I make a slight adjustment and bring up R a couple dB to compensate.  Not perfect, but OK

The better fix?   Instead of polarity inverting one copy of B, use the Voxengo PHA-979 stereo phase rotation VST to modify phase of one copy of B by +90° and the other by -90°.  This will keep low-frequency cancellation symmetrical.  Might also try some slight time-shifting of B, either using the delaying function in PHA-979 or via the multi-track editor itself.  PHA-979 is typically used for distance and phase alignment of drumkit mics, and making low frequency phase corrections.  There may be others, but I know of no other plugin with the same direct functionality.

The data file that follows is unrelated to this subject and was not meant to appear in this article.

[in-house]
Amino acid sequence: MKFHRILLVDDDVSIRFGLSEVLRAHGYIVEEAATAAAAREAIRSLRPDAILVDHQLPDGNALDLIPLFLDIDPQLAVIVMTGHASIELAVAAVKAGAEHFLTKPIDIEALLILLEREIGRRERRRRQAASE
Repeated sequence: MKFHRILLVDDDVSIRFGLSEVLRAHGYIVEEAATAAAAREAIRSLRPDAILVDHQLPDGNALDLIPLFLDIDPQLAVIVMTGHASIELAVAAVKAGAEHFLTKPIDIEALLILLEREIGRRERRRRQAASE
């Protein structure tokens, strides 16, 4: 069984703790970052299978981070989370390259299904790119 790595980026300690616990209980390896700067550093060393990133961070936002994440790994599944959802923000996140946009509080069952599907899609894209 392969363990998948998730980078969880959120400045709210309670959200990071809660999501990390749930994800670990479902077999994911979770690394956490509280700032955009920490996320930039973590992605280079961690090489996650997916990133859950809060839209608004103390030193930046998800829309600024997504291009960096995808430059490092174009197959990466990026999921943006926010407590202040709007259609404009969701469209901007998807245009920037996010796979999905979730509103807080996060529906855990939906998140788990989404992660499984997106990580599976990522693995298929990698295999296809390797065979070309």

Additional potential benefit? This kind of symmetrical phase rotation is the basic operation a matrix surround encoder does with surround channel information when creating a 2ch LtRt output.  When played back through a matrix decoder, the B channel information will be routed to the surrounds.  Would need to play with it to make sure the levels end up right played back that way as well as in 2channel, and sure, matrix surround is no longer of much interest to many these days, but this is a cool additional benefit with no additional cost or detriment.  Although it has long been interesting to me I don't really wish to emphasize this last point, as I am mostly just enamored with how well this technique works as a mixing technique for OMT recordings intended for traditional stereo playback.  Yes, I've speculated about this technique previously in these threads, but its time to bring it back to focus again because it's just plain better IMO.  Rocksuitcase, what enlightenment might you provide from your past experience with the surround encoder/decoder you once were involved with developing and selling decades back?